Toyota Chairman Fujio Cho gave a brilliantly simple description of what to do on a Gemba walk. "Go see, ask why, show respect," he said. That’s it in a nutshell. During a Gemba walk, supervisors and leaders go to the place where work is done (the Gemba). They observe (not fix) processes and activities and ask questions that will help lead to future improvements.
“Why?” is certainly an important question, but it is by no means the only one. We’ve put together a list of other questions that may be useful, especially if you are new to Gemba walks or if you are taking a look at a process for the first time. They may not all make sense in your situation, but perhaps they will trigger additional ideas.
Where do you find the Standard work documentation?
This question first establishes that there is Standard work documentation and confirms that employees have easy access to it and know where to find it. If not, you’ve found an opportunity for improvement.
How was the Standard work established?
The employees who do the work should be involved in establishing the Standard. When they are, people are more likely to take ownership and work to ensure adherence to the Standard. If they were not involved, you may consider involving them in an improvement cycle to set a new Standard.
How did you learn to complete this task?
Don’t make any assumptions about how people are trained and mentored when they learn new skills and processes. This question opens up the opportunity for dialog about professional development. It also allows you to confirm that Standard work documentation is leveraged during training.
What are the process inputs and how are they produced or procured?
This question might sound like it applies only to manufacturing, but it doesn’t. You’ll want to use terms that are appropriate to your industry and the process under review, but every process has inputs. A nurse doing a blood draw, for example, needs the proper supplies, the patient’s medical record, and the patient herself. All of those are process inputs. To perfect the process, everyone must understand how those elements come to be where they are needed.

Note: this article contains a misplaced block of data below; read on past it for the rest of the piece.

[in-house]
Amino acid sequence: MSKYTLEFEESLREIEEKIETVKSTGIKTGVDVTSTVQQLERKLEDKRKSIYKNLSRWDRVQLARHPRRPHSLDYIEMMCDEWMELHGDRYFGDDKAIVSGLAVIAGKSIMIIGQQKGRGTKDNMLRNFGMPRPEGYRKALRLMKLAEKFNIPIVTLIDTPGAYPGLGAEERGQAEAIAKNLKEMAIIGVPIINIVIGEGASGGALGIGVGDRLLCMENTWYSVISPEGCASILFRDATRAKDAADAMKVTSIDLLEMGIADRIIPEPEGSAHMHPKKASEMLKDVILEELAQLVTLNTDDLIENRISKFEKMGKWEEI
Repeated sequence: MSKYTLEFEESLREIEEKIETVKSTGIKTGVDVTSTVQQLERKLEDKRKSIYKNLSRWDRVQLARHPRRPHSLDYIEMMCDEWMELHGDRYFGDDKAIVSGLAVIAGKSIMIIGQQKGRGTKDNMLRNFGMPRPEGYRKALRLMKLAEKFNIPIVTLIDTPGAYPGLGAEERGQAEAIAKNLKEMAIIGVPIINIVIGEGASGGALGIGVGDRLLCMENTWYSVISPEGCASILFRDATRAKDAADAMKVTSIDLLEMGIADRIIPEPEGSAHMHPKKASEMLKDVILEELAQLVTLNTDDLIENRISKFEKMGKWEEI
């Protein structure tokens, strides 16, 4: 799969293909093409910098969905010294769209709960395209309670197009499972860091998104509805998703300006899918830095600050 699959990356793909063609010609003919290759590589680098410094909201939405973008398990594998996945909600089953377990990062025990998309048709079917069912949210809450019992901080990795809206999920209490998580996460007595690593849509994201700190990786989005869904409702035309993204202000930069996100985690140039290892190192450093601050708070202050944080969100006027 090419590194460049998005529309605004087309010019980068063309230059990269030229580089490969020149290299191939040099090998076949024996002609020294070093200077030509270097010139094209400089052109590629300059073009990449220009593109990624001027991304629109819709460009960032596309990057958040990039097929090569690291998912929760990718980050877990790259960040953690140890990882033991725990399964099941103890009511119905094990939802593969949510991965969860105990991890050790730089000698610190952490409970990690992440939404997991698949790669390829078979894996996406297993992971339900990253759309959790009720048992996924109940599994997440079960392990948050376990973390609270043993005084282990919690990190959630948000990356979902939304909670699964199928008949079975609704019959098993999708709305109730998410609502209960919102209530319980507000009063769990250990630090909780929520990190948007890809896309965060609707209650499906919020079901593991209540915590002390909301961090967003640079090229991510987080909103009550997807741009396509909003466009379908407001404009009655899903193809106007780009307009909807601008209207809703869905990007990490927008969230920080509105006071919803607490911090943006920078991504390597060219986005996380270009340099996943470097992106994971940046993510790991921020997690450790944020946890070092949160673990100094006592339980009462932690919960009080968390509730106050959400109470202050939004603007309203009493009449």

Who relies on this process to be completed effectively?
Processes can best be improved when they are understood in the context of the entire value chain. Ultimately, every downstream process, all the way to the customer, is potentially impacted.
How does this process (or task) align with the top objectives of the business?
This question is a good way to evaluate the success of the organization’s communication about strategic planning and True North.
What measures are in place to assess the success of the process?
Measurement and improvement go hand in hand, so it is an important part of process observation. The metrics themselves may be an opportunity for improvement.
What challenges impact quality outputs of the process?
Another way to phrase this question would be, “How can I help remove obstacles or roadblocks to quality results?”
Are there factors that slow the process down?
In many cases, speed is second only to quality. Look for ways to eliminate the waste of waiting.
Do you have ready access to all of the tools and materials necessary for the process?
Workspace optimization and materials flow are things that you can both ask about and observe on your Gemba walk.
What happens if equipment or materials are not available?
There are all sorts of “what if” questions you can ask to get a better feel for the resilience of the process and the ingenuity of employees.
What waste is unavoidable?
Most processes include some degree of unavoidable waste. It is important to understand exactly what it is and think creatively about how to minimize it.
When was the process (Standard work) last changed?
It is important to understand and reinforce that Standard work is not permanent. It should be followed as long as it is in force, but frequently reviewed and improved. If the Standard hasn’t been updated in quite some time, a new PDSA cycle may be in order.
How do you propose improvements to the process?
Not only will this question give you insight into how opportunities for improvement are currently collected, but it will also remind employees that their suggestions are welcome and appreciated.
As I said at the outset, asking "Why?" is baked into the Toyota definition of a Gemba walk. I can’t tell you exactly when to ask why, but you will likely know it when you see it. If the order of operations doesn’t make sense, ask why. If materials or people are moved in ways that don’t seem essential, ask why. Try not to jump to conclusions or mentally fill in the gaps, ask why.
What didn’t I ask about that I should have?
I am personally a huge fan of this question. It opens up the conversation and gives people the chance to pull your gaze in a direction that you may have overlooked.
No blog can give you the definitive list of every question to ask on a Gemba walk, but hopefully, you’ll find a few of these useful or thought